|Telescope style||space telescope|
The CALorimetric Electron Telescope (CALET) is a space telescope being mainly used to perform high precision observations of electrons and gamma rays. It tracks the trajectory of electrons, protons, nuclei, and gamma rays and measures their direction, charge and energy, which may help understand the nature of dark matter or nearby sources of high-energy particle acceleration.
The mission was developed and sponsored by the Japan Aerospace Exploration Agency (JAXA), involving teams from Japan, Italy, and the United States. CALET was launched aboard JAXA's H-II Transfer Vehicle Kounotori 5 (HTV-5) on 19 August 2015, and was placed on the International Space Station's Japanese Kibo module.
CALET is an astrophysics mission that searches for signatures of dark matter and provides the highest energy direct measurements of the cosmic ray electron spectrum in order to observe discrete sources of high-energy particle acceleration in our local region of the galaxy. The mission was developed and sponsored by the Japan Aerospace Exploration Agency (JAXA), involving teams from Japan, Italy, and the United States. It seeks to understand the mechanisms of particle acceleration and propagation of cosmic rays in our galaxy, to identify their sources of acceleration, their elemental composition as a function of energy, and possibly to unveil the nature of dark matter. Such sources seem to be able to accelerate particles to energies far higher than scientists can achieve on Earth using the largest accelerators. Understanding how nature does this is important to space travel and has possible applications here on Earth. The CALET Principal Investigator is Shoji Torii from the Waseda University, Japan; John Wefel is the co-principal investigator for the US team; Pier S. Marrocchesi, is the co-investigator from the Italy team.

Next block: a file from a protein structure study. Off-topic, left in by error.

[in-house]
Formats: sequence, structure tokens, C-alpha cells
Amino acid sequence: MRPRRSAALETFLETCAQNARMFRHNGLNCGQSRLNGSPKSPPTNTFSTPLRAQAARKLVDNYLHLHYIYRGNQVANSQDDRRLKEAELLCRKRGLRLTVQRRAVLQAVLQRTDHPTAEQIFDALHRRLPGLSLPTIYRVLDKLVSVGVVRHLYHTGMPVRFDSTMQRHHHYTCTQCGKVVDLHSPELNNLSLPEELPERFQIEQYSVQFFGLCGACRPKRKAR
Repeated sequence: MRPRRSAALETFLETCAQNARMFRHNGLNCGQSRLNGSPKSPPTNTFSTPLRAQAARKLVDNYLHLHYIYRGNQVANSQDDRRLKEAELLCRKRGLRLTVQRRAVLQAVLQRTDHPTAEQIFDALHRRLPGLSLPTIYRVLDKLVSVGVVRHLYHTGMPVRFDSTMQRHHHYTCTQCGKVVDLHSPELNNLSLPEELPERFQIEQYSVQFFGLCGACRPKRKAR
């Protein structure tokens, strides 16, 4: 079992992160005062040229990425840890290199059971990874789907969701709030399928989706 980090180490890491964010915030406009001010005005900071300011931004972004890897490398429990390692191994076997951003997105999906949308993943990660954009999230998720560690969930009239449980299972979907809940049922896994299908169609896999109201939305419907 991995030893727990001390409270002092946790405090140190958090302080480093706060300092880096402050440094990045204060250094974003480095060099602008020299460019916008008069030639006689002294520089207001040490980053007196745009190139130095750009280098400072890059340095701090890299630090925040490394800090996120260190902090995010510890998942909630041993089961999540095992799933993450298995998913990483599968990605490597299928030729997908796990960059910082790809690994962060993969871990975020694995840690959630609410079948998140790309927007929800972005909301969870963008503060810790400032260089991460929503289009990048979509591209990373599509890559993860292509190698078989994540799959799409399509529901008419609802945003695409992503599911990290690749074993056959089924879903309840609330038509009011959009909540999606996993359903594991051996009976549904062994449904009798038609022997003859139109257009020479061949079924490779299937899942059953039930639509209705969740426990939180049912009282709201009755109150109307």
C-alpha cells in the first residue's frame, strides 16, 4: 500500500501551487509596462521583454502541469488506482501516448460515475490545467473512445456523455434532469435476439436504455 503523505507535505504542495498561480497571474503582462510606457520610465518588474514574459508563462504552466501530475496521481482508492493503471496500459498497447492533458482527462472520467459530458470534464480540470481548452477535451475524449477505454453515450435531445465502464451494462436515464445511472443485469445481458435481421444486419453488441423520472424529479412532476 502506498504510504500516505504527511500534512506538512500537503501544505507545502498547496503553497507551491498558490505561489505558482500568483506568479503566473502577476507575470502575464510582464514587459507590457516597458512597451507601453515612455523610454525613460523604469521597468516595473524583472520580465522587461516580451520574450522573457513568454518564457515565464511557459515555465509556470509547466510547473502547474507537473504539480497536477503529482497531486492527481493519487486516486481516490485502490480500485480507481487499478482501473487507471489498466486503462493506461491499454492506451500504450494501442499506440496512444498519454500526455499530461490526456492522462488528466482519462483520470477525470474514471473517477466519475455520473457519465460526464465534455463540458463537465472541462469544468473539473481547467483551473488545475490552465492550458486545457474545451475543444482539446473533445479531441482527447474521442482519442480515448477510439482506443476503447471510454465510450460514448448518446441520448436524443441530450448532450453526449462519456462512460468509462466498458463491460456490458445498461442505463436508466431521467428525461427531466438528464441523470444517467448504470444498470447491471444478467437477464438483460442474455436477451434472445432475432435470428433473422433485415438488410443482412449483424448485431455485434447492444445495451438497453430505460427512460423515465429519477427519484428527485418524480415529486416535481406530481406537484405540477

Unlike optical telescopes, CALET operates in a scanning mode. It records each cosmic ray event that enters its field of view and triggers its detectors to take measurements of the cosmic ray in the extremely high energy region of teraelectronvolts (TeV, one trillion electronvolts). These measurements are recorded on the space station and sent to a ground station at Louisiana State University for analyses. CALET may also yield evidence of rare interactions between matter and dark matter by working in synergy with the Alpha Magnetic Spectrometer (AMS) – also aboard the ISS – that is looking at positrons and antiprotons to identify dark matter. Observations will be carried out for 2–5 years.
The objectives are to understand the following:
As a cosmic ray observatory, CALET aims to clarify high energy space phenomena and dark matter from two perspectives; one is particle creation and annihilation in the field of particle physics (or nuclear physics) and the other is particle acceleration and propagation in the field of space physics.